HELENA – There’s a brown house that sits at the top of MacDonald Pass and serves an important purpose.
It’s been there since the 1930’s when the federal government wanted to create jobs and stimulate the economy in the latter part of the Great Depression.
“During the course of that time, we improved 5,000 miles of highway, that included nearly 1,500 bridges,” explained Montana Department of Transportation Historian Jon Axline. “And we did a lot of other things that kind of went along with it, including improving our maintenance activities.”
Maintenance on MacDonald Pass meant making sure the snow could be cleared during the winter months at any moment.
“Because of the amount of traffic that MacDonald Pass was taking, and because it was usually snowbound in the winter time, that they outta do something to try and attack that snow early on and also provide some place for motorists to stop in case they got stuck in the snow or whatever,” said Axline.
Aside from building roads and bridges, section houses were built as a way to help maintain those with specific needs.
The MacDonald Pass House has a special distinction.
“This particular section house here on MacDonald Pass was the very first one built in the state. It was built in 1935. The complex included the section house, outhouses for motorists to use, the water fountain that’s up the road a little bit and also a telephone and a gas pump.”
For those who’ve traveled this roadway for years, they’ll know the house didn’t always look like this.
“When it was originally built and the way it was designed was to be rustic, it was supposed to be something that kind of fit in with the surroundings and also would have some appeal to tourists using this particular highway because we are in the national forest,” said Axline.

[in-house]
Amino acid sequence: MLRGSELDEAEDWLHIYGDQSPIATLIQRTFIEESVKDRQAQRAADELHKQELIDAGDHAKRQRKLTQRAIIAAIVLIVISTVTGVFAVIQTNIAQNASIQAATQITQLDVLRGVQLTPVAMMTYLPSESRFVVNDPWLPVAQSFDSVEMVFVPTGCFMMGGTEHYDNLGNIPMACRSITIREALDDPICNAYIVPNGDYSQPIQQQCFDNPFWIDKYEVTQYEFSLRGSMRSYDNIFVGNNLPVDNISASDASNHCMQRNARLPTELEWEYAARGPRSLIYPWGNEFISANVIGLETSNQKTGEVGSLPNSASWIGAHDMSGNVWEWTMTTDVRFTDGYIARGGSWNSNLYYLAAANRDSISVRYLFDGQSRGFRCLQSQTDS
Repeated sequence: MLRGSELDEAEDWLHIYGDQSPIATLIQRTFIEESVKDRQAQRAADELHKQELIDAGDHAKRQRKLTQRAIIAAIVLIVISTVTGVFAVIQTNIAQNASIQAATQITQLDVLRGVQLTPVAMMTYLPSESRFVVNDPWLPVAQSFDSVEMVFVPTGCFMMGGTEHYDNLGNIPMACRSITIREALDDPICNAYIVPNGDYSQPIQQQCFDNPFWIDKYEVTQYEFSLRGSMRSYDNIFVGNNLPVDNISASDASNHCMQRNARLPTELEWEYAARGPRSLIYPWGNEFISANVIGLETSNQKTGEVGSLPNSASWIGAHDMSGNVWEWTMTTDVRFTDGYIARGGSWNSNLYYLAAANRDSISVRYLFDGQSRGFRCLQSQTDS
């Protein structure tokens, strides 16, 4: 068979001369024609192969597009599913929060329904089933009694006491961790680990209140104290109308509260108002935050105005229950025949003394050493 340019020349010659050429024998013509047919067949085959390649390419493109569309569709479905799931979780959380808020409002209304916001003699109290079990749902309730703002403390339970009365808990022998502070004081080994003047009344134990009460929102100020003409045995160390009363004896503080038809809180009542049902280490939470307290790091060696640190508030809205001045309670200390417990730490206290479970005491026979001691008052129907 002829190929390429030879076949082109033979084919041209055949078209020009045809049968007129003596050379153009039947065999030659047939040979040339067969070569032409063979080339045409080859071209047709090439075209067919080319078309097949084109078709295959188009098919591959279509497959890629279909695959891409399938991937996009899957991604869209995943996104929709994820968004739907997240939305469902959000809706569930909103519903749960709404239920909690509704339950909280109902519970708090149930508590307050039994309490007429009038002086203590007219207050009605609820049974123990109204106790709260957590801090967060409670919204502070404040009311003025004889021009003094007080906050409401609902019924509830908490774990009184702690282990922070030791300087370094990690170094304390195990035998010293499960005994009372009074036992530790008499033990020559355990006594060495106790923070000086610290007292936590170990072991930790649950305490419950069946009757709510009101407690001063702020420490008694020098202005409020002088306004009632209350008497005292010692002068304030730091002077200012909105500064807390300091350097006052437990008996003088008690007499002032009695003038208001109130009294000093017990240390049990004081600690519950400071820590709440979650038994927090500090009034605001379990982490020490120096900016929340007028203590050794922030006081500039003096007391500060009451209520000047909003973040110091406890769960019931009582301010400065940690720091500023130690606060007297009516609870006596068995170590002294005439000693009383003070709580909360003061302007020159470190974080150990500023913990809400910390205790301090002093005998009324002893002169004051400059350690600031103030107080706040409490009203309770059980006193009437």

Today its work continues. Axline said there is still a section man living here, taking care of MacDonald Pass.
“His job, essentially, is to keep the pass open during the wintertime. And so no matter what time of the day it is, he’s got the snowplow out there keeping the road as clear as possible.”
“This particular road was developed in the late 1920s, early 1930s, and it was originally two-lane. And for those of you who have been around Helena long enough, remember this road was scary. It was narrow, it was winding, you could look a long ways down over the edge. And I remember it mostly because it terrified me when we went over it when I was a kid. And I was glad they widened it. But sometimes I miss the old road, too. Another part of family lore, is on July 20, 1969, we were coming back from Polson and my father was trying to get us back to Helena in time to watch Neil Armstrong step off the lunar excursion module onto the moon, and it was the worst white-knuckled ride I’ve ever had in my life. Between that and my sister’s whimpering, my mother yelling at him to slow down, we made it — we saw it happen.”